Over the years, I’ve seen it spelled both ways. For example, that new movie with Liam Neeson in it has the e in it, but my Crayola crayon has the a.
Yes, I have crayons. I’m not on trial here!
Anyway, remember that post I did a while back on British vs. American spelling? Yeah, this is another one of those, with the US preferring the a and the British preferring the e. If you don’t feel like clicking on the link, I’ll inform you that most of those words (i.e. favor and favour) were changed when Noah Webster, in his desire to have distinct American spellings, came out with a dictionary in 1828 that took out what he believed were extraneous letters. I mean, look at that u up there, just hanging around, letting o and r carry it through the rest of the word.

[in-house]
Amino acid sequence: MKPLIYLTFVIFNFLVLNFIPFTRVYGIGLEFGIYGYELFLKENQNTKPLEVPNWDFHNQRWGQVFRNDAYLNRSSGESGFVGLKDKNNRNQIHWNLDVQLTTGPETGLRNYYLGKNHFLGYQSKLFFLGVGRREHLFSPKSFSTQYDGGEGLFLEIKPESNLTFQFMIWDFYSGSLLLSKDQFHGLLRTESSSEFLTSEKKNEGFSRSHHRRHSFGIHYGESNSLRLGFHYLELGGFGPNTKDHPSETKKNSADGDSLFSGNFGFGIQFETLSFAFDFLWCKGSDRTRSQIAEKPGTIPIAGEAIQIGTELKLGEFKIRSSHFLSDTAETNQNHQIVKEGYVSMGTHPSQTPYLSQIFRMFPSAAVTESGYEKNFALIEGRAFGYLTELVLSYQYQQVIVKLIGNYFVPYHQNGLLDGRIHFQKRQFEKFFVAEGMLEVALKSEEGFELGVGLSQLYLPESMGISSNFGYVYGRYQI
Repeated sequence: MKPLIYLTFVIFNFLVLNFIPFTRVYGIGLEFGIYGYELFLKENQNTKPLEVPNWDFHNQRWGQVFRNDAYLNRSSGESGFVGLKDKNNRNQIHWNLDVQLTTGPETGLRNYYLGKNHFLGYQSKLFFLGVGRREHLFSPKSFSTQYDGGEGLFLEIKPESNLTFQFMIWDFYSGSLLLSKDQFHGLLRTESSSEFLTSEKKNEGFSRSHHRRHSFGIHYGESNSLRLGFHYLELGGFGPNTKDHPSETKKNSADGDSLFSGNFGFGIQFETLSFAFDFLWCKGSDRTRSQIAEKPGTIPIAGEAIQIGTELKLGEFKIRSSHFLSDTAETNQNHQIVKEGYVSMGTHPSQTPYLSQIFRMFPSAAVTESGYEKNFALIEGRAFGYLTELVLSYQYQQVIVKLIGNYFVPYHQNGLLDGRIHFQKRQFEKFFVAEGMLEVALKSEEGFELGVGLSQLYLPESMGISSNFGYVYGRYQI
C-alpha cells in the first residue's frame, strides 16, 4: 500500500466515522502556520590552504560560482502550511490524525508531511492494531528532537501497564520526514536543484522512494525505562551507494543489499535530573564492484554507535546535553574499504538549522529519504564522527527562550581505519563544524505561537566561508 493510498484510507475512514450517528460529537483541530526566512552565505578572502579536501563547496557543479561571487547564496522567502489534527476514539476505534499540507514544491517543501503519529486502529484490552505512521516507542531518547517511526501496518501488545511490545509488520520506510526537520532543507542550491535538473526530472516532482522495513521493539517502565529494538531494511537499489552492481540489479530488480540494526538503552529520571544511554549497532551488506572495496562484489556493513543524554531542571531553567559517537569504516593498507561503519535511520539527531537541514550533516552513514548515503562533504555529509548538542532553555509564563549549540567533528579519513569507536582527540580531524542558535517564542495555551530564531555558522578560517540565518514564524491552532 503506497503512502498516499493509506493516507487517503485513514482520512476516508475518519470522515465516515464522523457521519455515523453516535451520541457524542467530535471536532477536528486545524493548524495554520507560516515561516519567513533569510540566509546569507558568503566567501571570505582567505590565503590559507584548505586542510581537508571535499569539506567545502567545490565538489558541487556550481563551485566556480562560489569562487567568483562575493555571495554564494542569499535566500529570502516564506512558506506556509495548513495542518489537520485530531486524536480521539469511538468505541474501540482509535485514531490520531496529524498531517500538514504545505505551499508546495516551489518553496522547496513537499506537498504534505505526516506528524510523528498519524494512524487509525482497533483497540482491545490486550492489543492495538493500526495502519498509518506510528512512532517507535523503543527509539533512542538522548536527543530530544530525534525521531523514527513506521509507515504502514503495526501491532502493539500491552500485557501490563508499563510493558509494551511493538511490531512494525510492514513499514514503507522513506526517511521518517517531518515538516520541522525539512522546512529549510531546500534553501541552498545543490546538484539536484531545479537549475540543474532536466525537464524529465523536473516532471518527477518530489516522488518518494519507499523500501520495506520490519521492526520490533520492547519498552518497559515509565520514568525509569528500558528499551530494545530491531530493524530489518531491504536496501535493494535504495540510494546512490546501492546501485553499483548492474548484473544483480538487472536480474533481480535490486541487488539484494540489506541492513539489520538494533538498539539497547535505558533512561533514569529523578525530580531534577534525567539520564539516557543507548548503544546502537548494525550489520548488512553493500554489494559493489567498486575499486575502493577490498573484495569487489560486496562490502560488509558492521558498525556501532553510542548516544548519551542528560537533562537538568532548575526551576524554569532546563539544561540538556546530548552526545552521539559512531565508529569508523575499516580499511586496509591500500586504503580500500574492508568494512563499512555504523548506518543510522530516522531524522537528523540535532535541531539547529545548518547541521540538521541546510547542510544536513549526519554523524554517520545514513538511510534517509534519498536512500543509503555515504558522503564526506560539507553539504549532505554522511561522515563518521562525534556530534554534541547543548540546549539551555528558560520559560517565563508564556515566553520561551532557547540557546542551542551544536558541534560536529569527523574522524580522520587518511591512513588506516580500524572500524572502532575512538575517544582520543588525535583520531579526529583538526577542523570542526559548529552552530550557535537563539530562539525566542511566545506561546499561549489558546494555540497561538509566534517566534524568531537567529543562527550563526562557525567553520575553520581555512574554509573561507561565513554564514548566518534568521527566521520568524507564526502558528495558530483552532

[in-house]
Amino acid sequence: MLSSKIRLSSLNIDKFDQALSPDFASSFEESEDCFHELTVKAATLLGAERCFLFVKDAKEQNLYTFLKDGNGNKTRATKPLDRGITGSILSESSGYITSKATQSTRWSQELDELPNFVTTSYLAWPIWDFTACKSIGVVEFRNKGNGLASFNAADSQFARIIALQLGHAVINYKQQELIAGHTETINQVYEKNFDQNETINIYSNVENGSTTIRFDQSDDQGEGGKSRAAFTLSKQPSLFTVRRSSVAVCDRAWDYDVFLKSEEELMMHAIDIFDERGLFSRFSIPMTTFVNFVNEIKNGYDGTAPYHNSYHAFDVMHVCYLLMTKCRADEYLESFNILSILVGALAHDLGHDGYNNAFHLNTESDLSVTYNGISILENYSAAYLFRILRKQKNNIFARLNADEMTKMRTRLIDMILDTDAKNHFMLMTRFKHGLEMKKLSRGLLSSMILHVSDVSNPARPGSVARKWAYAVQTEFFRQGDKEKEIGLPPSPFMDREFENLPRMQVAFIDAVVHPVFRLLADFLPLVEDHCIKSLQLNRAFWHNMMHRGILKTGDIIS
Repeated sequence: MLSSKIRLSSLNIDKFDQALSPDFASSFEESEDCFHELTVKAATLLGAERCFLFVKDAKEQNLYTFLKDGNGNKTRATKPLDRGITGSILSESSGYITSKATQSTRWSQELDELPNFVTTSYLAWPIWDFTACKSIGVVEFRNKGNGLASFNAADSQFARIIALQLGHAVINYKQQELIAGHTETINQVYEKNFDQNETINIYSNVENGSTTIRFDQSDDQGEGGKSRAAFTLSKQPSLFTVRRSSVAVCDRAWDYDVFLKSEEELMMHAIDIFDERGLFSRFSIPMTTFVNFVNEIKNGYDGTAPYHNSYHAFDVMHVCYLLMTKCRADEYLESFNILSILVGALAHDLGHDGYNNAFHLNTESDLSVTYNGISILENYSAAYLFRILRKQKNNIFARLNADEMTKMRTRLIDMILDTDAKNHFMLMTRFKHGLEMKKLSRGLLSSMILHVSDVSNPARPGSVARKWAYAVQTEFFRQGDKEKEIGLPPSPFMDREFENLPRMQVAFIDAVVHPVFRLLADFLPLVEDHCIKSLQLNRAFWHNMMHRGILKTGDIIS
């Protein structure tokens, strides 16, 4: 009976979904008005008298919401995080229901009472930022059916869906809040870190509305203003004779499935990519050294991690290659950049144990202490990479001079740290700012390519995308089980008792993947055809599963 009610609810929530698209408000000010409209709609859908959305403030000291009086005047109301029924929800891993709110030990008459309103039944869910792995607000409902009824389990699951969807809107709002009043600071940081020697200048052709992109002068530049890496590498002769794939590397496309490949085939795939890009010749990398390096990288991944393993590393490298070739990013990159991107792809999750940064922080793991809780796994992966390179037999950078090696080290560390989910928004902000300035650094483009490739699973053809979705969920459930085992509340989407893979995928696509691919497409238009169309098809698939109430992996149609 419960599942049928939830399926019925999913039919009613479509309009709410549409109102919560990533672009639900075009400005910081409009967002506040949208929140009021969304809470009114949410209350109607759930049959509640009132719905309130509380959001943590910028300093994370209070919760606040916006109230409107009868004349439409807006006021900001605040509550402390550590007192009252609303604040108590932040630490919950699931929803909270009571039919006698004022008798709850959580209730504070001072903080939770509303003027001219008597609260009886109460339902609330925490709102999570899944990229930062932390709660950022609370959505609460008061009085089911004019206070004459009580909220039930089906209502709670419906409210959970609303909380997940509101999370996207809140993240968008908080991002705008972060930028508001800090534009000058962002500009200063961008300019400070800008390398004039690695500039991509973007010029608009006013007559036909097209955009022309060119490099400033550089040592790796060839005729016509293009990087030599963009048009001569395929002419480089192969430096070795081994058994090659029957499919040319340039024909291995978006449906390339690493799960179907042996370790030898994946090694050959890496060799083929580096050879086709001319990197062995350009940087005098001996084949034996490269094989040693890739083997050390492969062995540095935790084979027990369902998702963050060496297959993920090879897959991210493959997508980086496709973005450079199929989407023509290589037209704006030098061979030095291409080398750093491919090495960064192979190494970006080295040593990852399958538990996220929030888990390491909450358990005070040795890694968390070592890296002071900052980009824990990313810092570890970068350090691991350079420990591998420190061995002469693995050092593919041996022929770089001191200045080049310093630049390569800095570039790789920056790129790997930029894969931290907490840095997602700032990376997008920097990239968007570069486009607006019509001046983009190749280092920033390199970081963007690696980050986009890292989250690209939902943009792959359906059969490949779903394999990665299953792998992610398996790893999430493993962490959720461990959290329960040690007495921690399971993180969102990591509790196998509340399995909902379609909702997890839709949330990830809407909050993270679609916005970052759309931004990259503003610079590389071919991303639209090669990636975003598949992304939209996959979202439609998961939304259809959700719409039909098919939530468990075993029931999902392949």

However, gray/grey is different. For one, its “proper” spelling has always waffled back and forth in both major English speaking countries. Webster preferred gray, so that stuck in the US. Across the sea, the British didn’t have a confirmed spelling for it until last century, although grey was always the more popular one.
Both spellings have the same etymological line, the Old English graeg and the Proto Germanic grisja (which also found its way into non Germanic languages). It’s unknown when the different spellings showed up, but it’s possible that it’s always been that way. Grammar and spelling are relatively new developments in terms of language. It’s not impossible to assume that two spellings remained even after the rules became solidified.
So…which spelling do you use?
PS. Greyhounds aren’t named for being grey hounds. Just an interesting bit I discovered.